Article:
Mean Streets Gets Criterion Collection 4K UHD

The Criterion Collection released Martin Scorsese’s Mean Streets in 4K Ultra HD just in time for the film’s 50th anniversary.

Martin Scorsese made two feature films before this one but Mean Streets would really be the one that placed him on the map. It would also become an influential film in American indie film canon and inspire a number of filmmakers. That being said, it’s not unfair to say that Mean Streets took some time in attracting a following. This could be blamed on the film not being a hit at the box office. Anyway, the film is also notable for marking the first time that Scorsese directed Robert De Niro in a movie. Their collaboration continues to this day with Killers of the Flower Moon.

Charlie (Harvey Keitel) is a small-town ringleader who owes debts to Johnny Boy (Robert De Niro) and is also dealing with pressure from girlfriend Teresa (Amy Robinson). We witness their lives spiraling out of control in a way that only one can in a Scorsese film. Interestingly enough, Sidney Levin–not Thelma Schoonmaker–also edited the film. However, both Scorsese and Schoonmaker approved the film’s digital restoration in 4K.

Back in 2011, filmmaker Martin Scorsese viewed himself as a Harvey Keitel type character. The script was also based on incidents that occurred while he went to Washington Square College. He admitted that on the weekends, he would be living the life that we see in the movie. Scorsese also returned to Little Italy for the movie’s setting.

One of the best parts about the film, which seems unthinkable 50 years later, is its soundtrack. If you make an indie film of this nature in today’s era, there’s no way that a filmmaker could afford it on a small budget. We’re not talking about songs playing in the background but songs playing a pertinent role in the soundtrack. If you’re wondering, it’s a monaural soundtrack. This film’s budget is only $650,000 and somehow they were able to afford the likes of The Rolling Stones, Eric Clapton, Cream, etc. for around $35,000. Unthinkable, right?!? To be fair, Jonathan Taplin, a road manager for The Band, was the film’s producer and probably played a key role in securing the rights. What surprises me in 2023 is that there has never been a soundtrack release for Mean Streets!

What’s interesting to think about is that Mean Streets opened in the same year as George Lucas’s American Graffiti. However, Mean Streets failed at the box office where the George Lucas film became a hit. The Lucas film was also an Oscar nominee for Best Picture during an era where the Academy was changing post-1969. Both films used music in very different ways and it shows.

Bonus Features

  • New 4K digital restoration, approved by director Martin Scorsese and collaborator Thelma Schoonmaker, with uncompressed monaural soundtrack
  • One 4K UHD disc of the film presented in Dolby Vision HDR and one Blu-ray with the film and special features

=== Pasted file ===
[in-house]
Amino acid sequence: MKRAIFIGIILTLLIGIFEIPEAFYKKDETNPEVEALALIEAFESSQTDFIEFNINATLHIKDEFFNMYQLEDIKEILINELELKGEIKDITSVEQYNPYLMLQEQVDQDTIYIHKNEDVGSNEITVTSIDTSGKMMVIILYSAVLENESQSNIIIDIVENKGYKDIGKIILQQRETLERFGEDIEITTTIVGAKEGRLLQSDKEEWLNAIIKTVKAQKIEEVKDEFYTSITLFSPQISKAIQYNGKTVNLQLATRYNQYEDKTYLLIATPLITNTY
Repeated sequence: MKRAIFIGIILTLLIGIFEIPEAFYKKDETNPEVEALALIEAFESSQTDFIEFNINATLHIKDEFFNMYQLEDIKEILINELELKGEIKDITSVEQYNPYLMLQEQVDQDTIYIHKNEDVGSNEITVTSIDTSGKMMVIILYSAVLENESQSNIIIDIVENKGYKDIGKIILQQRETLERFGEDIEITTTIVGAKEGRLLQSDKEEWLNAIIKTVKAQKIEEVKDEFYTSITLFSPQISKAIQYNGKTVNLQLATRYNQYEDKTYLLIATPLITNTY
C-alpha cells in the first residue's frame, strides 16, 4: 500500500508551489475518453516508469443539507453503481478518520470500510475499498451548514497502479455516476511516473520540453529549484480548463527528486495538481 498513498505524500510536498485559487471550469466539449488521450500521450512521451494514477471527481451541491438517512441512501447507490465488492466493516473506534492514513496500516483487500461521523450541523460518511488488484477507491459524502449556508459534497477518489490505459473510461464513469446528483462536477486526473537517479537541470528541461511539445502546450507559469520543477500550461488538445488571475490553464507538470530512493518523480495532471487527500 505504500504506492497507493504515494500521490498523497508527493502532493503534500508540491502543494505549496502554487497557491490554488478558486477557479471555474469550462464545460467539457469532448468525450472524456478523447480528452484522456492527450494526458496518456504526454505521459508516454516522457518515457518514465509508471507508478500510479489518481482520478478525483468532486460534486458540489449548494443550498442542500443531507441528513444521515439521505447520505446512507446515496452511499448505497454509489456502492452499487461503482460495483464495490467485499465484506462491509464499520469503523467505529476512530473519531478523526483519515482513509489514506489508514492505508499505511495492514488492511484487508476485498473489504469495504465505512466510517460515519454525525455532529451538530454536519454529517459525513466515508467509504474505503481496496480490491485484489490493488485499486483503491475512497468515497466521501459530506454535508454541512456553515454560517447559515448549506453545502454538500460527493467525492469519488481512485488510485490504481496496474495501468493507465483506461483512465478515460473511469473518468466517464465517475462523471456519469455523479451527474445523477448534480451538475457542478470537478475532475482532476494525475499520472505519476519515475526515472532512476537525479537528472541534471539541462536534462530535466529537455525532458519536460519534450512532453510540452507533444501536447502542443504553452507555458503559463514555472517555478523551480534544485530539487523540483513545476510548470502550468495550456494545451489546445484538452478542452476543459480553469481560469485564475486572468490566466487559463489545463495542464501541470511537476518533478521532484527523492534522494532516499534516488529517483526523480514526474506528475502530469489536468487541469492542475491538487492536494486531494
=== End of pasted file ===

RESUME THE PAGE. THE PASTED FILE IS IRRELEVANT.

• Excerpted conversation between Scorsese and filmmaker Richard Linklater from a 2011 Directors Guild of America event
  • Selected-scene audio commentary featuring Scorsese and actor Amy Robinson
  • New video essay by critic Imogen Sara Smith about the film’s physicality and its portrayal of brotherhood
  • Interview with director of photography Kent Wakeford
  • Excerpt from the documentary Mardik: Baghdad to Hollywood (2008) featuring Mean Streets cowriter Mardik Martin as well as Scorsese, journalist Peter Biskind, and filmmaker Amy Heckerling
  • Martin Scorsese: Back on the Block (1973), a promotional video from the film’s original theatrical release
  • Trailer
  • English subtitles for the deaf and hard of hearing
  • PLUS: An essay by critic Lucy Sante

DIRECTOR: Martin Scorsese
SCREENWRITERS: Martin Scorsese and Mardik Martin
CAST: Robert De Niro, Harvey Keitel, David Proval, Amy Robinson, Richard Romanus, with Cesare Danova

Warner Bros. released Mean Streets in theaters on October 14, 1973. Grade: 4.5/5

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Danielle Solzman

Danielle Solzman is native of Louisville, KY, and holds a BA in Public Relations from Northern Kentucky University and a MA in Media Communications from Webster University. She roots for her beloved Kentucky Wildcats, St. Louis Cardinals, Indianapolis Colts, and Boston Celtics. Living less than a mile away from Wrigley Field in Chicago, she is an active reader (sports/entertainment/history/biographies/select fiction) and involved with the Chicago improv scene. She also sees many movies and reviews them. She has previously written for Redbird Rants, Wildcat Blue Nation, and Hidden Remote/Flicksided. From April 2016 through May 2017, her film reviews can be found on Creators.

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